What’s your contribution to globalization?
By Paul Bridle
The word “global” is used widely today but has many dimensions that most people don’t consider. Today, I read on Facebook, a lady blessing globalization because her son’s music teacher from California was visiting Reno and had to cancel his lesson. She couldn’t reach her son, so she reached out to her daughter in Pennsylvania by email, but her daughter’s phone was missing, so she then emailed her friend in Utah who sent a text message to her son in Nevada telling him that his teacher was sick and had to cancel.
I am not sure that this was globalization since it was all happening in the United States, but she made a valid point – communication today allows us to reach around the world instantly. In Zimbabwe, Africa, where I was born, a phone call to my grandmother in England had to be booked a week in advance. We would listen as the operators connected us across the globe until my grandmother’s voice finally crackled through. Now, I can call my elderly father across the Atlantic on Skype for no cost. Last week, I had a conference call with business associates who were based in Brisbane, Australia and Derby, England, while I was in Toronto.
The World is Shrinking
Twenty years ago, the presidents and prime ministers of the world had days to digest information and make informed decisions. Now, they are forced to make decisions in minutes, while the media follows what is happening from the other side of the globe.
The link between the speed of globalization and improvements in communication provided by technology is important to understand for all those in the meetings industry. After all, meetings are all about communication. To sit at the heart of globalization and to embrace it means we play a part in making a better world. Of course, communication is only as good as the content of the communication. Poor or even false content is dangerous.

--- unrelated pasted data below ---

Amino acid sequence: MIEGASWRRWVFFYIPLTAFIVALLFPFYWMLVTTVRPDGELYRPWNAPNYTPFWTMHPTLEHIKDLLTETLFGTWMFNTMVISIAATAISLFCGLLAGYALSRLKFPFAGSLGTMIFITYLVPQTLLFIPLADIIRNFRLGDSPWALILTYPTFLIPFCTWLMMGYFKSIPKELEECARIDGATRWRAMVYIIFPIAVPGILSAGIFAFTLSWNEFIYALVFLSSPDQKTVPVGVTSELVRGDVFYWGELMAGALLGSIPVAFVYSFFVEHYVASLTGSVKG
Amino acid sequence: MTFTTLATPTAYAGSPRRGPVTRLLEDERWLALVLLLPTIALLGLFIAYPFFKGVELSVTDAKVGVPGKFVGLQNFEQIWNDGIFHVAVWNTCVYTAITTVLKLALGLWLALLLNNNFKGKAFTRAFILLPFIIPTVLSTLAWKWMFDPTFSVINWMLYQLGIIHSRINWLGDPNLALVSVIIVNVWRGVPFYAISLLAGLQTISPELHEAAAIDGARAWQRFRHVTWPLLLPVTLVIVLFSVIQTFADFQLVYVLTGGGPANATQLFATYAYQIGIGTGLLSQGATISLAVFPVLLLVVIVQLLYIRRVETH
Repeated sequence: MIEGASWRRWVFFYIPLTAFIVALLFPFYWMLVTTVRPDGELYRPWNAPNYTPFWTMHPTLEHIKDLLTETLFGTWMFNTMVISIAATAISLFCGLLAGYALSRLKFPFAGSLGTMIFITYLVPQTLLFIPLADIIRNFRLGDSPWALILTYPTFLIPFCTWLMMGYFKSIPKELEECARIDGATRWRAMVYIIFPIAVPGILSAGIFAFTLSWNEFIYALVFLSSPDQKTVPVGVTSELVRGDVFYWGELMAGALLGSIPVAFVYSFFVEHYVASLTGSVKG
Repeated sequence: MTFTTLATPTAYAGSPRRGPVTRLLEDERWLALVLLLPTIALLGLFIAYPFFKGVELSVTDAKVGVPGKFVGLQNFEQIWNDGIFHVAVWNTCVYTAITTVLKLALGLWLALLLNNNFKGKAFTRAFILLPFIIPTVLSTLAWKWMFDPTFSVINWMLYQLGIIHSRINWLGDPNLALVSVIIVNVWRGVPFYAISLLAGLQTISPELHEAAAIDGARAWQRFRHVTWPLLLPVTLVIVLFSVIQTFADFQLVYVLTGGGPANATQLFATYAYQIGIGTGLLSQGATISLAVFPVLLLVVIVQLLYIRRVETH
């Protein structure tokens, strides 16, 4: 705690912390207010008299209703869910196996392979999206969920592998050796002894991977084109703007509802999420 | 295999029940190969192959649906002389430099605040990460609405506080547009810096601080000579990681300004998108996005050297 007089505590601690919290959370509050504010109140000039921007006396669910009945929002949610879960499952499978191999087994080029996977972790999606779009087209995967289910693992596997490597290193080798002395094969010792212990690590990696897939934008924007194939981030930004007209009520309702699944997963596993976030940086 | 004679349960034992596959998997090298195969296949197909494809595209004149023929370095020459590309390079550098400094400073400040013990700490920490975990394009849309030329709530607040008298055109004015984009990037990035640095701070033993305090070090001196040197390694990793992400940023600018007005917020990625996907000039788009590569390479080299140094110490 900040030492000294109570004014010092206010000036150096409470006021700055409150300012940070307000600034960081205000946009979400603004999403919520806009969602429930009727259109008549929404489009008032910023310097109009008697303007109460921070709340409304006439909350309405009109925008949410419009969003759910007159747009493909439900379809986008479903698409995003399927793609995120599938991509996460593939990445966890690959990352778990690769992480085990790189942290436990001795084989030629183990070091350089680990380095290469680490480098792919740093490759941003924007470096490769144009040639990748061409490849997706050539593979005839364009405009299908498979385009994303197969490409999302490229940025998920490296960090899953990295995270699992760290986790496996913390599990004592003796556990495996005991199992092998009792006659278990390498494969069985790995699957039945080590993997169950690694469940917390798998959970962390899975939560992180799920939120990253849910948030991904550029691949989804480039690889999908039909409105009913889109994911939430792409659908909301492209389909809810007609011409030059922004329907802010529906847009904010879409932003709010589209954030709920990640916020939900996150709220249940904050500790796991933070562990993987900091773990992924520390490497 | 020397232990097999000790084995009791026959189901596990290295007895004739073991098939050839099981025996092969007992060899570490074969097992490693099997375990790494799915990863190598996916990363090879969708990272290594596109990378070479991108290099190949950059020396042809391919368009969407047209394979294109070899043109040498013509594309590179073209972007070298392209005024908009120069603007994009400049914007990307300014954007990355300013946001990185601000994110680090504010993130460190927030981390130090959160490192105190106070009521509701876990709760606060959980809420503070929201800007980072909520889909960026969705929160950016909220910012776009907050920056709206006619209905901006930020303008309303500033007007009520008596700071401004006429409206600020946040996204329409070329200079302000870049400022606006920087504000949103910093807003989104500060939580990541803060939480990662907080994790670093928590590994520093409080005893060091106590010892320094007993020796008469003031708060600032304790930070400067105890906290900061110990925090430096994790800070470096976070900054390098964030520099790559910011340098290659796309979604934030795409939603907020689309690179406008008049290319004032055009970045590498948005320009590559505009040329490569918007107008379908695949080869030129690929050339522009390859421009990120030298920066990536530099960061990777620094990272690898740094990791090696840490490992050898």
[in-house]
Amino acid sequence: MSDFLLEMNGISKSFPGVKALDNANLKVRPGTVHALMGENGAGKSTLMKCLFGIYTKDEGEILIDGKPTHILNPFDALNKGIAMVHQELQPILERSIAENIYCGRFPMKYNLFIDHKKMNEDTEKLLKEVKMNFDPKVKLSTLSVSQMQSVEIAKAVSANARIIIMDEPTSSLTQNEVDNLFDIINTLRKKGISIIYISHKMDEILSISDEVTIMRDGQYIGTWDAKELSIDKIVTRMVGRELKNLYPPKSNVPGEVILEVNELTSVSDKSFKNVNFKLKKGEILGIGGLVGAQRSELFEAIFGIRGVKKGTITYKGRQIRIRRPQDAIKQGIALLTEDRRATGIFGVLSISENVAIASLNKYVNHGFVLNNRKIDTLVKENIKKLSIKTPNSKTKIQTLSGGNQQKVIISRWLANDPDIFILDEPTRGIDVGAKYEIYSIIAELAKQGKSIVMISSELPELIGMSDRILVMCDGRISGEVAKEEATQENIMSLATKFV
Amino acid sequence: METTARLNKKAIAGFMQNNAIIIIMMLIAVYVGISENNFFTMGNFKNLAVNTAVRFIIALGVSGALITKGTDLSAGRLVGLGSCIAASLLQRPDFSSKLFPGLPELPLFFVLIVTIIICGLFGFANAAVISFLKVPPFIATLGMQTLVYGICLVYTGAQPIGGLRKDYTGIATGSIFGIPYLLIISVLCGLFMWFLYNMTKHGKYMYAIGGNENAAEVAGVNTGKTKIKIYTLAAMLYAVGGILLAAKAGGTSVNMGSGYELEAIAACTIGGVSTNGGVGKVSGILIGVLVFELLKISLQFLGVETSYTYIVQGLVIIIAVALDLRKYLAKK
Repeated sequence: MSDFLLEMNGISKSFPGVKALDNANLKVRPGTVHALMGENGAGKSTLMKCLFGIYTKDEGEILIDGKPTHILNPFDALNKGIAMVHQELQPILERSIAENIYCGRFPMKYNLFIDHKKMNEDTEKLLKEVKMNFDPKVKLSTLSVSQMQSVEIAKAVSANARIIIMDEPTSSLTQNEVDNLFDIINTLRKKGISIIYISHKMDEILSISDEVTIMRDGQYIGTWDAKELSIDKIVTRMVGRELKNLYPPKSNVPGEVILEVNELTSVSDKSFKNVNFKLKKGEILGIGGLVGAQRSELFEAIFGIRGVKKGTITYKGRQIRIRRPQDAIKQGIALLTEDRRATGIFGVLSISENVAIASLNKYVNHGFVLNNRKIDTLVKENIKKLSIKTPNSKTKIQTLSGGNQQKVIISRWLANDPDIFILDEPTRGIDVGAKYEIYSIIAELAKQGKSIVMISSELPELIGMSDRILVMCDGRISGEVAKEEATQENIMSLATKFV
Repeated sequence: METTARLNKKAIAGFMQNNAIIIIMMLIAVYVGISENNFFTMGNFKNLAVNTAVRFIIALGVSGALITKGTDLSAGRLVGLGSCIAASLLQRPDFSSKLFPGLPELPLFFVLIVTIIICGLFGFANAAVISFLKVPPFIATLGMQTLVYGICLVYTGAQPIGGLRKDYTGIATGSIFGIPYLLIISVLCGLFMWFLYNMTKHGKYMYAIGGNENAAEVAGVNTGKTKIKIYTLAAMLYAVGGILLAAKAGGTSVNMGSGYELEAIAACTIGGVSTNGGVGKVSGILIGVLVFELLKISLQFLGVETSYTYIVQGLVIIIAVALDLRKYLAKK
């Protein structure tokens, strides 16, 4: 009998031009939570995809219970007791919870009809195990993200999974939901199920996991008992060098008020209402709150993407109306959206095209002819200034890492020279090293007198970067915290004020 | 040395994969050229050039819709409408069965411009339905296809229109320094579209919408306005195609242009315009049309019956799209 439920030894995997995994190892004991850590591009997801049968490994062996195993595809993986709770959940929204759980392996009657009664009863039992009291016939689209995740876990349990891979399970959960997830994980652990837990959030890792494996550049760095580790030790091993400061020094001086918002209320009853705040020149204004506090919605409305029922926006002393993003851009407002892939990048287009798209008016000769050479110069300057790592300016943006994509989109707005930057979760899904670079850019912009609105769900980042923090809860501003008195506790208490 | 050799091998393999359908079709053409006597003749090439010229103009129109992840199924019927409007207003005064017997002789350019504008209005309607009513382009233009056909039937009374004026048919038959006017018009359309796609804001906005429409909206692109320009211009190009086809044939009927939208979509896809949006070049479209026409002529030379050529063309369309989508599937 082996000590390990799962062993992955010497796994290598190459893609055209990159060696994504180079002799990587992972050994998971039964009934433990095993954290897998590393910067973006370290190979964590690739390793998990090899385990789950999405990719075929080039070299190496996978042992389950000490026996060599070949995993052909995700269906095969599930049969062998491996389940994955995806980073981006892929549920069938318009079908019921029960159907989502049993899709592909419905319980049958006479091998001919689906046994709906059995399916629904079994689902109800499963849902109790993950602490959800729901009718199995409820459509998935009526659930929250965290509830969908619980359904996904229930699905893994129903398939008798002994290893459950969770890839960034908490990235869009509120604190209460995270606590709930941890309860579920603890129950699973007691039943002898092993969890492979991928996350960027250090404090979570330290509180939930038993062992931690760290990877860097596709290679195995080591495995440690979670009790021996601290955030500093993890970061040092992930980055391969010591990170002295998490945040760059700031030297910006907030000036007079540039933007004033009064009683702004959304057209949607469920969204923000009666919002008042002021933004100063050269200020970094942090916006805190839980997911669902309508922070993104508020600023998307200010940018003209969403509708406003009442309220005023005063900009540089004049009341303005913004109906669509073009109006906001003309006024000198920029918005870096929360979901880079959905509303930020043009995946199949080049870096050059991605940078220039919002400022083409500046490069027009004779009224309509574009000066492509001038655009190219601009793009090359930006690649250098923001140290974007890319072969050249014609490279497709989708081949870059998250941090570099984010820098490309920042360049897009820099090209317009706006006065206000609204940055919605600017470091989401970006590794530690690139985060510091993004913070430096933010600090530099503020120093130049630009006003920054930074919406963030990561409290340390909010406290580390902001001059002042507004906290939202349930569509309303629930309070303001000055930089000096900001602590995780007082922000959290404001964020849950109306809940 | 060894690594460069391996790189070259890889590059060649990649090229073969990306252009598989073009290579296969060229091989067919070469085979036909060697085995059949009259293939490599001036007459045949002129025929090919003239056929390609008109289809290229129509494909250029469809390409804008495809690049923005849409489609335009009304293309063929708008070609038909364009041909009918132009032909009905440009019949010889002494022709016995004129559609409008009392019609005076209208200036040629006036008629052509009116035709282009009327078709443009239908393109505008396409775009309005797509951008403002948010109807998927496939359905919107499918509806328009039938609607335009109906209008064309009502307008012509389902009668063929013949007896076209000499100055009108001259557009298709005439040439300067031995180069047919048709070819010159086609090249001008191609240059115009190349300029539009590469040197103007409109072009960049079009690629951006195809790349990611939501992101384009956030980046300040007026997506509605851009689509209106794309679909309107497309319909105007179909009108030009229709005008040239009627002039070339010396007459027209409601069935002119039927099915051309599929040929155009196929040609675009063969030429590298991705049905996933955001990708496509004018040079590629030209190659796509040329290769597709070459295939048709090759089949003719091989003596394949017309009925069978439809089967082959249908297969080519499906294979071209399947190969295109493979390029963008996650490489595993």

Those who plan, organize and deliver meetings, have a responsibility to ensure that meaningful communication is delivered in a timely and effective manner. So what do we need to be aware of if we are to embrace globalization?
First, we need to appreciate that technology is a tool that services our industry, not the other way around. Technology opens our meetings and events to more people, in more places, than ever before. For example, there was a time when the Olympic Games cost the host country and city dearly and always lost money. One man realized that advancing technology meant the games could be broadcast live around the world. This meant that revenue from people attending the event was augmented with revenue from broadcasting rights and increased sponsorship and advertising. The games started to be profitable and cities started to bid to host the games.
Technology opens the doors to globalization and allows a range of new opportunities that enhance our meetings and events. Too many meetings use technology simply because it is new or they are sold on it as an end in itself. When embracing and seizing the opportunities of globalization, meeting planners and event organizers need to know what they want to achieve and how technology can help them achieve it.
Most people are very aware that what is happening on the other side of the world can and probably will affect them and their business in some way. We only need to look at the recent economic crisis to see an exaggerated example of that. Many businesses are dependent on suppliers or customers on the other side of the planet and they have staff and teams scattered across the globe. A recent T-shirt said, “I love my team! One day I hope to meet them in person!”